The only way I would consider paying for a course like this is if, upon successfully completing it, I would not have to do the technical portion of the interview at companies I applied to. They would accept this cert and just do the soft skills interview.


One could argue that CS undergraduate degrees are perfectly suited for this purpose. FAANG & Co don't seem to care for that. You've successfully passed a few dozen exams at MIT or Stanford? Well, let's make the reasonable assumption that you have no clue about algorithms and data structures and start with our third whiteboarding session, that should be a way better proxy for your knowledge.


Those incentives are misaligned. Not every law school grad can pass the bar.


They may very well be, but is the quality of signal truly worse than that which an interviewer can extract from a few hours of your writing code on the board?


There are people with degrees who can't code. I'd prefer we don't hire them, so we ask for coding.


That's called college, and experience has shown that the people who have the certificate aren't guaranteed to know how to write a fizzbuzz.


I think that’ll never happen because the incentives of the cert granting institution and the company hiring will never be aligned (or aligned enough to matter).


Sounds like a neat segment for Triplebyte to move to- or for a competitor to capitalize upon.


The major ones seem to be Outco and Interview Kickstart. But agreed, there's far fewer whiteboarding/interview process-specific bootcamps compared to web/mobile bootcamps.


> If this isn’t part of lambda school already I think it should be

It’s part of classes for our existing students, but it isn’t a single offering. One day.


Cool - if you need somebody to help I’d be interested.


Those courses are out there. I saw one for $5k and ran for, IIRC, 8 weeks, that covered the entire interview process.


I've noticed several groups that offer SE interview specific training out there now that I'm stepping through this interview process after the landscape has changed since my last position.

It's funny that after doing some searching, many proponents of this widely adopted and poorly researched interviewing methodology appear to be running businesses selling training for these interview processes... surprise, surprise.


This is exactly what Outco.io does, and I highly recommend them for this purpose.


Looks interesting - have you used them?


Yes! I felt I was noticeably better at selling myself in interviews, which was my primary goal for going through them. I didn't feel I had enough of a support network to properly prepare otherwise. There's a lot of technical stuff, that goes by very quickly, and also equal amount of non-technical, this-is-how-recruiting-works content.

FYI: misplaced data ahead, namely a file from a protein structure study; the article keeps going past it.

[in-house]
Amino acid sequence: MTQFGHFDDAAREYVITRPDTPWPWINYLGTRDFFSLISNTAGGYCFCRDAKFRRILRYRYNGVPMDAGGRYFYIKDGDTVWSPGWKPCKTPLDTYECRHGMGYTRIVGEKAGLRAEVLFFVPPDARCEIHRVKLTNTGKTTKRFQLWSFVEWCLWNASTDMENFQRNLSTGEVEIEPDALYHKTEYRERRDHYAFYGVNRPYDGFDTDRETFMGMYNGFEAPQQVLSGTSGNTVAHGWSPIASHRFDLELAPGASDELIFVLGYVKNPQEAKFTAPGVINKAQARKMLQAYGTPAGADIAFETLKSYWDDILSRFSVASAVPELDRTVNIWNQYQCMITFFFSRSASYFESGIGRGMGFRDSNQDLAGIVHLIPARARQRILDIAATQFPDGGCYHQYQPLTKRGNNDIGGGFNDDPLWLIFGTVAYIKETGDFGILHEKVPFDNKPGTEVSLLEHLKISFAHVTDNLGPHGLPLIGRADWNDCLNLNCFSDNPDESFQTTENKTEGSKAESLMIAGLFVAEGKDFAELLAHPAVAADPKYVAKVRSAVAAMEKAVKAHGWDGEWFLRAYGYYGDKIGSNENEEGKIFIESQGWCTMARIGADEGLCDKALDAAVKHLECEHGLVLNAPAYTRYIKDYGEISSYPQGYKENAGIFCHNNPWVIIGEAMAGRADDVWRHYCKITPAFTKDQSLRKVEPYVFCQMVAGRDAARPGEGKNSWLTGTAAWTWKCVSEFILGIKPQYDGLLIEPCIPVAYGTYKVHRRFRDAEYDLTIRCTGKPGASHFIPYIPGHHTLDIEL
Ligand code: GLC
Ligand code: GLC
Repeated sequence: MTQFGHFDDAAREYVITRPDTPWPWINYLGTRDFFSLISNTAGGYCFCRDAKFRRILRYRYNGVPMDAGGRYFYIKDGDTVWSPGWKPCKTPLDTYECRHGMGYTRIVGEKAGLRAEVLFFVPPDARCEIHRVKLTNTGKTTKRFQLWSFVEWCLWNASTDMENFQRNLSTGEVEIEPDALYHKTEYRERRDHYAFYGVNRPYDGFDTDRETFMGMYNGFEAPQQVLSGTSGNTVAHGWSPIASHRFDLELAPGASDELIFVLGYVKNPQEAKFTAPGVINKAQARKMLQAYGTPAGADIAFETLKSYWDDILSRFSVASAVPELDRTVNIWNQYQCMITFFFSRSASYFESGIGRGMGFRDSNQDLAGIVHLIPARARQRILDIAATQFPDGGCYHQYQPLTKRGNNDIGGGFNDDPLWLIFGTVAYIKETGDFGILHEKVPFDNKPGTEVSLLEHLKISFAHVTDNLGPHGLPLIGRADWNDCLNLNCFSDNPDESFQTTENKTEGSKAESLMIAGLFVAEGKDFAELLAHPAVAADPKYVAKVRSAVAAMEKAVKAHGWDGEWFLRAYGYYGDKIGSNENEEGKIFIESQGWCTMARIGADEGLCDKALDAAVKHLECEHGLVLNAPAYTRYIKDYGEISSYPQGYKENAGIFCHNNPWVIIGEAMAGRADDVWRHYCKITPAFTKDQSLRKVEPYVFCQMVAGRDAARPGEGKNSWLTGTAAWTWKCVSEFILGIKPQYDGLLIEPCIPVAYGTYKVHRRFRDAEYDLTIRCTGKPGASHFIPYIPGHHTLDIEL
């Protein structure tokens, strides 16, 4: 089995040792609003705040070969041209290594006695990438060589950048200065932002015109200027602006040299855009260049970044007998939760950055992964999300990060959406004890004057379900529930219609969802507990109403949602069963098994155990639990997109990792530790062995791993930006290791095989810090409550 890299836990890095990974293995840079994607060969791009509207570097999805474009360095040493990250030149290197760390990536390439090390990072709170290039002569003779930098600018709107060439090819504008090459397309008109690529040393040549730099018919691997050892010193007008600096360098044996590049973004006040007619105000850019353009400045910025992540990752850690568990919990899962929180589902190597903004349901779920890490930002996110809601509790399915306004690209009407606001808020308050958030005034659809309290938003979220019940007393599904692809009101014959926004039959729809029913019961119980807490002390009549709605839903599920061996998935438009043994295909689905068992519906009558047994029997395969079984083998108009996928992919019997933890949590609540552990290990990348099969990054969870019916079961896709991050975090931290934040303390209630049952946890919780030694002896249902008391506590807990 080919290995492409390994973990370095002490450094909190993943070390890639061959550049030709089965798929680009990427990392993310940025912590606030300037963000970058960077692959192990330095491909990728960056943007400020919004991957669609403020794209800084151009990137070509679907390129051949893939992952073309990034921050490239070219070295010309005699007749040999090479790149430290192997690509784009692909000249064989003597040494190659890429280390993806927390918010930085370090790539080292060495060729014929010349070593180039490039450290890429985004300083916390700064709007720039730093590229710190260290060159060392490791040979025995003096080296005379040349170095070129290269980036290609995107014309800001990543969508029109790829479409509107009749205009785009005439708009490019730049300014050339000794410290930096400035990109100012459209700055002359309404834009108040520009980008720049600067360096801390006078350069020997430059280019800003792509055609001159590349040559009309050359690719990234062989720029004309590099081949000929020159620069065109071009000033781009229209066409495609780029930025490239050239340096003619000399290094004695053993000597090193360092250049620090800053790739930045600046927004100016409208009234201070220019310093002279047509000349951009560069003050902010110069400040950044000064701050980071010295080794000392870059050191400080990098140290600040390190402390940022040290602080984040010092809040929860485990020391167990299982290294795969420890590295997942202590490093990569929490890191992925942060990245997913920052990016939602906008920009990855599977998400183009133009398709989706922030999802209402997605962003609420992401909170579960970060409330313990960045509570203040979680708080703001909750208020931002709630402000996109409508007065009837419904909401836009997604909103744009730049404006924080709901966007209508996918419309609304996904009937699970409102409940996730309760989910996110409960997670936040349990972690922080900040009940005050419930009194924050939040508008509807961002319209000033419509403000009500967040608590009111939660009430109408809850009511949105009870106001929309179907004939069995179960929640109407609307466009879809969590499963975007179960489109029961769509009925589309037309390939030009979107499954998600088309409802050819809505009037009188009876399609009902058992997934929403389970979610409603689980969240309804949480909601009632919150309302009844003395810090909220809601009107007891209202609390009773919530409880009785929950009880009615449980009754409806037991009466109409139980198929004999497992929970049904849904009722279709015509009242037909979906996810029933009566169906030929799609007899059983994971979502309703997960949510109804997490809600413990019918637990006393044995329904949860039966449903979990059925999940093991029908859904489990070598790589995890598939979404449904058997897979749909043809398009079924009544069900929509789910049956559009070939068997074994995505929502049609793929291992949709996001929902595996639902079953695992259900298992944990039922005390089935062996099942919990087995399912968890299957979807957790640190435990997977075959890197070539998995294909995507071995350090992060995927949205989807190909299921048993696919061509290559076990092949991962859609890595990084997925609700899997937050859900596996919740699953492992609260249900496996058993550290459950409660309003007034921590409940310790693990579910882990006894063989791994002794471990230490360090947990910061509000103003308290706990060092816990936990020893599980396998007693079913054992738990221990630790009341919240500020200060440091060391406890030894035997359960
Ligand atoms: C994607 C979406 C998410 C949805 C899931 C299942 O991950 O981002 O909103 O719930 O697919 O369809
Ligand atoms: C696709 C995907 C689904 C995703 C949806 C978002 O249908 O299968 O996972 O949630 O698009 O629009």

If you're FANG you kind of want to hire that guy though -- the one who sees there's a task and a set of things he can do to accomplish that task. Same thing with the ACT/SAT, colleges want good test-takers because they're going to be giving a lot of tests.


What's more, it's funny reading that Google sends out prep packets saying to learn/relearn these algorithms. So they don't expect their recruits to know them, just be able to memorize them for the interview.


I've interviewed tons of engineers that ace the interview and you have no choice but to pass but you see later on writing abysmal code. The problem is that design, quality, and maintainability are not valued. As a result, you end up with extremely mediocre "hacky" engineers at larger companies that can spit out tons of valid code but lead to a tangled mess shortly thereafter.

Worse, there's this huge emphasis on "big O" with zero focus on clearly egregious bad practices (tons of copies, outrageous memory usage, casting between strings and numbers all the time). I've rarely seen clearly bad algorithms be deployed but I have seen plenty of unperformant code go out.


I myself too have witnessed a similar thing but with not-so-algorithmic-people. I think it all comes down to the company culture and the person actually being able to let go of their ego and improve their programming skills. It is similar to a senior developer who never learned to properly program and because of hir position is incapable of seeing faults in their code. Once you've gotten too accustomed to shitty code, it's hard to change your style which is understandable.

Probably biggest influence on this I think is the culture, if nobody tells you that your code is shit (in a kind way) you'll never learn better. But then again, some people are so hard-headed and full of themselves that they get defensive and never actually admit their faults. Though giving and receiving feedback is not easy, can give you an identity crisis once you realize you've been doing something wrong for years.

And then you have a bunch of Ivy League graduates who have spent years learning algorithms and are burning to use them but there's no actual problems that really need them.


Does anyone just give you someone else's code and have you write tests and documentation for it?


I had a coding test once where I was given someone else's code with an introduced bug, and I had to fix the bug. To do so, you were basically documenting the code along the way as you traced your way through possible trouble spots. It felt far more meaningful than the typical "implement some list traversal algorithm that you won't actually ever use at this job."